Two interesting possibilities in the way of alliances or affiliations for Dale Kietzman University (DKU) are SCORE (originally Service Corps of Retired Executives, although increasingly SCORE members are neither executives nor retired, simply people with skills which they are willing to use as volunteers helping new businesses get off the ground or small businesses improve) and USAID (US Agency for International Development).
SCORE was founded 40+ years ago by the Small Business Administration (SBA), when the SBA found that small businesses going bankrupt after having received SBA loans most often did so because the owners had failed to plan or manage well (after having originally presented persuasive loan applications to the SBA). SCORE now has over 30,000 members doing counseling and mentoring in every state of the U.S.A.
SCORE is forbidden by law from counseling businesses or individuals outside the U.S.A. However, when I gave my series of talks on Entrepreneurship in N’Djamena, Chad, recently, the most frequent question by far was, “How could we get an organization like SCORE set up in our country?” U.S. State Department personnel have not yet responded to my suggestion that helping other countries set up such an organization in their own country might be an inexpensive way for them to promote goodwill with those countries, but recently Steve Records of the SCORE national office replied to my email saying he had already been thinking of looking into SCORE doing that. So there’s a pssibility that Dale Kietzman University could assist in getting such an organization started in Chad, and hopefully later in Cameroun and other countries.
And even more recently Ken Lee of the U.S. Agency for International Development (USAID) said that partnering with DKU would not be possible at the present, but would be if DKU grew to the point where it was operating in multiple countries, as it hopes to do.
Two ways to get more involved with tne African environment would be through the Eco Cities Network and through the Sister Cities program.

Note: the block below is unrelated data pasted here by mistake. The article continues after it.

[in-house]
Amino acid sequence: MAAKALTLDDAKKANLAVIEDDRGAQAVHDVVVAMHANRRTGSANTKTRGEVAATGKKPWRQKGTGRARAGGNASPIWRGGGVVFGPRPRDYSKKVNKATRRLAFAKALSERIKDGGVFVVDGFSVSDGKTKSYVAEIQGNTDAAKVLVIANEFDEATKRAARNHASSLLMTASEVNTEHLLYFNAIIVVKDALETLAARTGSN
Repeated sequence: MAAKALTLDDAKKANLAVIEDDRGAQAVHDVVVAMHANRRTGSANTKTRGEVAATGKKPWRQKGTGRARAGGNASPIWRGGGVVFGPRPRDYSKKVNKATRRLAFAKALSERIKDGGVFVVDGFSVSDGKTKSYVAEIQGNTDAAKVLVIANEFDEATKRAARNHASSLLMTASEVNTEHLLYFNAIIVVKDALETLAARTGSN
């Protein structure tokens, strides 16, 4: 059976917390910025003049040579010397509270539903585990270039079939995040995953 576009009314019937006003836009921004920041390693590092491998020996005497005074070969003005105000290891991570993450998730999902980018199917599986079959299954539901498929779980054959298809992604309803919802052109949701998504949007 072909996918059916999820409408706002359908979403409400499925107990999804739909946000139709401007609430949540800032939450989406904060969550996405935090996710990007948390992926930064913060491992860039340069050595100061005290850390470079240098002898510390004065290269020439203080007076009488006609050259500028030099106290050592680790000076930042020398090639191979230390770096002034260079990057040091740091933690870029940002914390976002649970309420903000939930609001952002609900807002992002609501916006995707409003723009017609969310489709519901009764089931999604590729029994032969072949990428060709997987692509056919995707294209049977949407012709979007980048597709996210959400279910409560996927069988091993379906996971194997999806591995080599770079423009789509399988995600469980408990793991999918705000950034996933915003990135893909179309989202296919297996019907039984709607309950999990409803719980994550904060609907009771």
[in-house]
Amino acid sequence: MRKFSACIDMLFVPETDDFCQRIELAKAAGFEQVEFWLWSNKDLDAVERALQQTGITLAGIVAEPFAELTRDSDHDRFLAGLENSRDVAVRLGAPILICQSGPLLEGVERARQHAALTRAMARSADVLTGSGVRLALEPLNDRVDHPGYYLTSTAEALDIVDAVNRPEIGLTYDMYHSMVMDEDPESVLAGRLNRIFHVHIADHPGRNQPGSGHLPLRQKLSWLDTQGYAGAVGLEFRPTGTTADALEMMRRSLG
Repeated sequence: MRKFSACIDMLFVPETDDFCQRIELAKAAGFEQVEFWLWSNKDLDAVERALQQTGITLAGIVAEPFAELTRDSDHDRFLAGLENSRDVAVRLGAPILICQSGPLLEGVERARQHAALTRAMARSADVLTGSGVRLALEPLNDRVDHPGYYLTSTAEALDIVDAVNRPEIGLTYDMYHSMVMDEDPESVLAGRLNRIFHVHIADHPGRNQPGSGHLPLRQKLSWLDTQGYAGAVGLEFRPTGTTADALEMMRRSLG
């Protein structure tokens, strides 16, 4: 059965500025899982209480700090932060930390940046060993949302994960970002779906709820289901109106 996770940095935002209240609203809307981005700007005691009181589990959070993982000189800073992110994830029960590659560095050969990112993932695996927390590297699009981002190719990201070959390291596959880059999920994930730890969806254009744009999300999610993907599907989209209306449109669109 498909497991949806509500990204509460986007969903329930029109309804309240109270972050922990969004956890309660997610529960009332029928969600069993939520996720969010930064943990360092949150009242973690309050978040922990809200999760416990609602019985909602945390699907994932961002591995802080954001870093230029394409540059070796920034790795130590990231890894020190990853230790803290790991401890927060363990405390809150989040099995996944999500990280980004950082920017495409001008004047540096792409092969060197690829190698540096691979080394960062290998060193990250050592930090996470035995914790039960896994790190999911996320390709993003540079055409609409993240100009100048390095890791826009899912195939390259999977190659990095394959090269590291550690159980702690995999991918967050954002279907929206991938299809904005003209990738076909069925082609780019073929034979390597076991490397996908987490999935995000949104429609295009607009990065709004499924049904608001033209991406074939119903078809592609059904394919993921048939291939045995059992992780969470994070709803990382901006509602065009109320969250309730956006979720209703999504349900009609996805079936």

The Eco Cities Network has an EcoMobility Alliance as one of its premier programs. Douala, Cameroun, would certainly qualify for its fast-growing cities network and ought to belong to its global climate cities network and to its local renewables network.
Douala, Cameroun, already has Sister Cities twinning arrangements with Philadelphia and Newark, and Limbe, Cameroun, with Seattle. The Institut Superieur Dale Kietzman (ISDK) in Douala has ties to N’Djamena, Chad, and Bangui, Central African Republic, neither of which has any Sister Cities twinning arrangements listed for U.S. cities, and my home town of Wichita, Kansas, has no sister cities arrangements listed for any African cities, so perhaps something could be set up.
Both the Eco Cities Network and the Sister Cities program deal with businesses. Lean Six Sigma deals almost exclusively with businesses, especially with ones which want to improve through more efficiency, such as in the use of hydrocarbons and in avoiding waste. Business students at ISDK, as well as International Development students, might be able to use Lean Six Sigma help in their final-year projects.
The World Bank and the International Monetary Fund both provide massive assistance for underdeveloped countries, and their assistance emphasizes the Millenium Development Objectives, the 7th of which is environmental sustainability, since environmental sustainability is necessary for long-term improvement in eliminating poverty and all the other Millenium Development Objectives.
More specialized organization also deal with environmental sustainability issues. The African Development Board (AFB) is one of many focused on Africa. The Organization for Economic Cooperation and Development (OECD) is an example of a generalized group; the International Institute for Tropical Agriculture (IITA) and the Institute for Conservation and Research on Agro-Forestry (ICRAF) are examples of specialized groups.
But that is more than enough on the organizations which deal with environmental concerns
The International Development program at the Institut Superieur Dale Kietzman is very much concerned with sustainable development, which includes not only the financial planning to make sure a project will continue after it is started, but also with whether the project will be sustainable from an environmental standpoint, whether it will be able to avoid further degradation of the environment and perhaps even be able to reverse degradation.
I have been exploring a wide range of internet sources in this regard. The United Nations has several programs, such as the UNDP, its Development Plan, the UNCCD, its Convention to Combat Desertification, and its UNFCCC, its Framework Convention on Climate Change. Within these are its Global Environmental Facility (which includes Cameroun, Chad, and the Central African Republic). Also more specific to Africa are NEPAD, the New Partnership for Africa, with its CAACP, the Comprehensive Africa Agriculture Development Program, and EAP, the Environmental Action Plan; and ECCAS, the Economic Community of Central African States (which includes Cameroun, Chad, and the Central African Republic). ECOWAS, the Economic Community of West African States, is also very valuable, with Nigeria and Mali adjoining the ECCAS, and a well developed UEMOA, the Union Economique et Monetaire Ouest-Africaine.